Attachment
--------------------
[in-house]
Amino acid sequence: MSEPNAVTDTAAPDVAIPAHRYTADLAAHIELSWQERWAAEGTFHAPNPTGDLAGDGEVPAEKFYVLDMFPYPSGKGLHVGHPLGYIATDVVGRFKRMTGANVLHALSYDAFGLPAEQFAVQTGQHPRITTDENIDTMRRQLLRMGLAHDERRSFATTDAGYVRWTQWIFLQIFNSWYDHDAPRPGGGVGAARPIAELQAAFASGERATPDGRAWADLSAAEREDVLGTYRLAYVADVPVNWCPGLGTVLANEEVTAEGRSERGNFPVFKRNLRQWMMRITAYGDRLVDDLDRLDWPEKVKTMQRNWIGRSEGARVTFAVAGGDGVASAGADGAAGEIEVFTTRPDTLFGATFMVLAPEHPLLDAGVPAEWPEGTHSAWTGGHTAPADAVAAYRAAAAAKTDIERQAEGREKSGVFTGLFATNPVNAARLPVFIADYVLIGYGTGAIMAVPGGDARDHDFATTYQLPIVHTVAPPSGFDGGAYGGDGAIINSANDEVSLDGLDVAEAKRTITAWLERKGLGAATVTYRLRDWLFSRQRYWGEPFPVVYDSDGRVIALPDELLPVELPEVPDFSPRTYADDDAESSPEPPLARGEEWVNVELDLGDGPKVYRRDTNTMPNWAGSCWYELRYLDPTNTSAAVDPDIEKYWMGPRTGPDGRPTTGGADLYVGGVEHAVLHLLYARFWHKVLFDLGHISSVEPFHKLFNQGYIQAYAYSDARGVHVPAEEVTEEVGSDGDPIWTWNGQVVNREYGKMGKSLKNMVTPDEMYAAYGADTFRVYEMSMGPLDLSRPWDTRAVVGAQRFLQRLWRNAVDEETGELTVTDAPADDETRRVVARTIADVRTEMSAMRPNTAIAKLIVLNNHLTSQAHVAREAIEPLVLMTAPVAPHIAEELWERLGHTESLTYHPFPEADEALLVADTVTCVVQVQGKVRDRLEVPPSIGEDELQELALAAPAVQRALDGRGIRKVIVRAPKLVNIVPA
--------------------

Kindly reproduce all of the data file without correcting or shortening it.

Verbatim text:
[in-house]
Amino acid sequence: MSEPNAVTDTAAPDVAIPAHRYTADLAAHIELSWQERWAAEGTFHAPNPTGDLAGDGEVPAEKFYVLDMFPYPSGKGLHVGHPLGYIATDVVGRFKRMTGANVLHALSYDAFGLPAEQFAVQTGQHPRITTDENIDTMRRQLLRMGLAHDERRSFATTDAGYVRWTQWIFLQIFNSWYDHDAPRPGGGVGAARPIAELQAAFASGERATPDGRAWADLSAAEREDVLGTYRLAYVADVPVNWCPGLGTVLANEEVTAEGRSERGNFPVFKRNLRQWMMRITAYGDRLVDDLDRLDWPEKVKTMQRNWIGRSEGARVTFAVAGGDGVASAGADGAAGEIEVFTTRPDTLFGATFMVLAPEHPLLDAGVPAEWPEGTHSAWTGGHTAPADAVAAYRAAAAAKTDIERQAEGREKSGVFTGLFATNPVNAARLPVFIADYVLIGYGTGAIMAVPGGDARDHDFATTYQLPIVHTVAPPSGFDGGAYGGDGAIINSANDEVSLDGLDVAEAKRTITAWLERKGLGAATVTYRLRDWLFSRQRYWGEPFPVVYDSDGRVIALPDELLPVELPEVPDFSPRTYADDDAESSPEPPLARGEEWVNVELDLGDGPKVYRRDTNTMPNWAGSCWYELRYLDPTNTSAAVDPDIEKYWMGPRTGPDGRPTTGGADLYVGGVEHAVLHLLYARFWHKVLFDLGHISSVEPFHKLFNQGYIQAYAYSDARGVHVPAEEVTEEVGSDGDPIWTWNGQVVNREYGKMGKSLKNMVTPDEMYAAYGADTFRVYEMSMGPLDLSRPWDTRAVVGAQRFLQRLWRNAVDEETGELTVTDAPADDETRRVVARTIADVRTEMSAMRPNTAIAKLIVLNNHLTSQAHVAREAIEPLVLMTAPVAPHIAEELWERLGHTESLTYHPFPEADEALLVADTVTCVVQVQGKVRDRLEVPPSIGEDELQELALAAPAVQRALDGRGIRKVIVRAPKLVNIVPA